Written as an original introduction for the first Turkish-language edition of How Europe Underdeveloped Africa, published in 2015 in Ankara, the author provides critical context for Walter Rodney's historically significant and best known work, very much still relevant now almost 50 years later. Extending Rodney's anticolonial interpretation of modern global history and its underlying exploitative relationalities to Turkish-language speakers is an important contribution of this translation, and the introduction aimed at introducing a new audience to Rodney, his life and background, his college and early professional years, his work in Tanzania, Jamaica, Guyana. In the process, a dense political description of the anticolonial 1960s and 1970s contexts Rodney lived in and influenced emerges across the Caribbean, Europe, North America and especially in Africa, where this book was written.
Dar es Salaam: Tanzania Publishing House; London: Bogle-L'Ouverture Publications.
Guyana's immediate neighbors to the east, Suriname, formerly the colony of Dutch Guiana, and French Guiana, now officially a department of France rather than a colony, are also linguistically and historically distinct from the Spanish-speaking republics and Brazil.
For a learned pan-Caribbean and pan-American overview of this milieu, see W. F. Santiago-Valles, “The Caribbean Intellectual Tradition that Produced James and Rodney,” Race & Class, 42, 2 (2000), pp. 47-66.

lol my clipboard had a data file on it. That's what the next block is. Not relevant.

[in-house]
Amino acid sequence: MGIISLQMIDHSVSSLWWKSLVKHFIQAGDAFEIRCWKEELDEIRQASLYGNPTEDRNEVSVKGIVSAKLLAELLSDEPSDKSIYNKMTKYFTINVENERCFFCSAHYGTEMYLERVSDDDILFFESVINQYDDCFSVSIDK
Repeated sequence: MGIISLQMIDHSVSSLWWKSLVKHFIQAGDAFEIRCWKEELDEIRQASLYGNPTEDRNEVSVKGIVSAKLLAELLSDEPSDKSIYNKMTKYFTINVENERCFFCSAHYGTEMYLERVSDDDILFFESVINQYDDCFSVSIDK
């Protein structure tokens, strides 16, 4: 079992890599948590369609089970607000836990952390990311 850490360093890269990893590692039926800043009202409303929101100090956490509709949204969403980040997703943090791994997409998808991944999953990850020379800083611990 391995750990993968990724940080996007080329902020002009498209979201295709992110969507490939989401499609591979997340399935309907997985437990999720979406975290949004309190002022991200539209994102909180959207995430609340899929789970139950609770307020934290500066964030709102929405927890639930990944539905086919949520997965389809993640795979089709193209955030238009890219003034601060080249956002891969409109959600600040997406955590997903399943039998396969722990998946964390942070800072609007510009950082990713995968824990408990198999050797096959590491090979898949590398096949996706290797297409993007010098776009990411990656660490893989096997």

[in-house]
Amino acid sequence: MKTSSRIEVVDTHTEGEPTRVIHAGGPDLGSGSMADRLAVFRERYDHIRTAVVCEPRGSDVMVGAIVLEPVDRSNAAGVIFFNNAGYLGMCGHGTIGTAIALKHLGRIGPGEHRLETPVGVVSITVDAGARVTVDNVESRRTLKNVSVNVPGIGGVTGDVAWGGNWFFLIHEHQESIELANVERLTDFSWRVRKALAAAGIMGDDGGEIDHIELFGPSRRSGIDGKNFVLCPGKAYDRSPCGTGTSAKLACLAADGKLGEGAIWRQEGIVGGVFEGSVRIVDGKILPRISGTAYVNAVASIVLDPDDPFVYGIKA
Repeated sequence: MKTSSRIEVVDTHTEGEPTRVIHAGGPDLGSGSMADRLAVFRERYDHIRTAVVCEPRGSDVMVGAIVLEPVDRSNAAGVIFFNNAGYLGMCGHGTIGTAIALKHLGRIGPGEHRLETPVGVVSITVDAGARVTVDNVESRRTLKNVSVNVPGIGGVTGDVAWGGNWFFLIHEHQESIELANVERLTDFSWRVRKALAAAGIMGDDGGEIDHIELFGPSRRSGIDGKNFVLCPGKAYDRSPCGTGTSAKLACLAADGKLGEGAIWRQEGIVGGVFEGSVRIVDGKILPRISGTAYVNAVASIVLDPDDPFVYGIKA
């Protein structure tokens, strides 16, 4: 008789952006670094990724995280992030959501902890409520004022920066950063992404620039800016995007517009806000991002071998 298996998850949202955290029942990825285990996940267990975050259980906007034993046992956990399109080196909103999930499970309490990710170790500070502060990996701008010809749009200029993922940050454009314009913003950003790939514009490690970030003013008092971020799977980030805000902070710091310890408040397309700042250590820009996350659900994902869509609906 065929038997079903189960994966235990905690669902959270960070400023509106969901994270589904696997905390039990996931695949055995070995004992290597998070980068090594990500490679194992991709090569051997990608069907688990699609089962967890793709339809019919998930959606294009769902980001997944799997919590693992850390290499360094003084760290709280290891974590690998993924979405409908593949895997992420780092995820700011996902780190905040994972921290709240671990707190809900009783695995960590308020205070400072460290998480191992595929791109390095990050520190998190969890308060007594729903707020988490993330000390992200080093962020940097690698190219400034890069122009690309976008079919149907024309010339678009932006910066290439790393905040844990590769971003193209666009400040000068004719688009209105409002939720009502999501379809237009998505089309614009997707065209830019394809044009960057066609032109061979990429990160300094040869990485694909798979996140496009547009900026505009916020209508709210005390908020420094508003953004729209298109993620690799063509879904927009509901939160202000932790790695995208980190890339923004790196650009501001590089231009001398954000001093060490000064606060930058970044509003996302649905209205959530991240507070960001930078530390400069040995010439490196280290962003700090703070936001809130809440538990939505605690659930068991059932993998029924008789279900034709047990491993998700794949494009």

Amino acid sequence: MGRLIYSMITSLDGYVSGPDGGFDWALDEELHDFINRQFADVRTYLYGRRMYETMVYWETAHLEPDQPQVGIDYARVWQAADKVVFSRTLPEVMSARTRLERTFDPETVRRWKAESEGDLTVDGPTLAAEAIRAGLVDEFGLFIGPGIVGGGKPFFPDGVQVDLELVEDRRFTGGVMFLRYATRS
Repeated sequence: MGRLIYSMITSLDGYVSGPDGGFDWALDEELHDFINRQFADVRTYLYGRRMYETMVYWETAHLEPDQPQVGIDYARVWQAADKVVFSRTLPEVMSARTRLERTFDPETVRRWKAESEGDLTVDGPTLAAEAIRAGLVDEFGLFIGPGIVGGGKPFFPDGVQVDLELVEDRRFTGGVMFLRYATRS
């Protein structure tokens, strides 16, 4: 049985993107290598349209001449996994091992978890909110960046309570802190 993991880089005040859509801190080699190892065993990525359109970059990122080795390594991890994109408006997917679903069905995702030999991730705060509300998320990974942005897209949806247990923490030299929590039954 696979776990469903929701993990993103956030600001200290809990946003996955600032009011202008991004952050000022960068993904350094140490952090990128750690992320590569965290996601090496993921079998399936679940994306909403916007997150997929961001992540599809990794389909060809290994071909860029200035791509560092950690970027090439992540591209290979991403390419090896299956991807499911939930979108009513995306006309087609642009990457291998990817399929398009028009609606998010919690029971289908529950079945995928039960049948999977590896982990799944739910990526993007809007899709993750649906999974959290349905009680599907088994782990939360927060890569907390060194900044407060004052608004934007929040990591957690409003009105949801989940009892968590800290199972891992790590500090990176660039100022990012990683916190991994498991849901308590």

Walter Rodney, Walter Rodney Speaks: The Making of an African Intellectual (Trenton, NJ: Africa World Press, Inc., 1990), pp. 5-7. On Rodney's intellectual and political development, see Rupert Charles Lewis, Walter Rodney's Intellectual and Political Thought (Detroit: Wayne State University Press, 1998); Edward A. Alpers and Pierre-Michel Fontaine, eds., Walter Rodney, Revolutionary and Scholar: A Tribute (Los Angeles: Center for Afro-American Studies and African Studies Center, University of California, Los Angeles, 1982); Jeffrey D. Howison, “Walter Rodney, African Studies, and the Study of Africa,” Afrika, 1, 1 (2011), pp. 43-66.
(New York: Vintage Books, 1963), 2nd ed., rev.; (Chapel Hill: University of North Carolina Press, 1944).
Rodney, Walter Rodney Speaks, p. 15.
Michael O. West, “Walter Rodney and Black Power: Jamaican Intelligence and US Diplomacy,” African Journal of Criminology and Justice Studies [online], 1, 2 (2006): 1-50.
Hugh Trevor-Roper, The Rise of Christian Europe (New York: Harcourt, Brace & World, 1965).
Fage left SOAS for the University of Birmingham in 1963.
(Cambridge: Cambridge University Press, 1975-1986), 8 vols.
Quoted in Lewis, Walter Rodney's Intellectual and Political Thought, p. 36.
Rodney, Walter Rodney Speaks, p. 21.
(Oxford: Clarendon Press, 1970).
Rodney, Walter Rodney Speaks, p. 33.
Walter Rodney, “Jamaica Today, Bogle's Reminder: A Statement from Brother Wally (Rodney) in Canada to all the Brothers in Jamaica,” p. 4 (cyclostyle document).
Walter Rodney, The Groundings With My Brothers (London: Bogle-L'Ouverture Publications Ltd, 1969), pp. 51-59.
Laurent Dubois, Avengers of the New World: The Story of the Haitian Revolution (Cambridge: Harvard University Press, 2004), p. 278.
(New York: Harcourt, Brace and Co., 1935).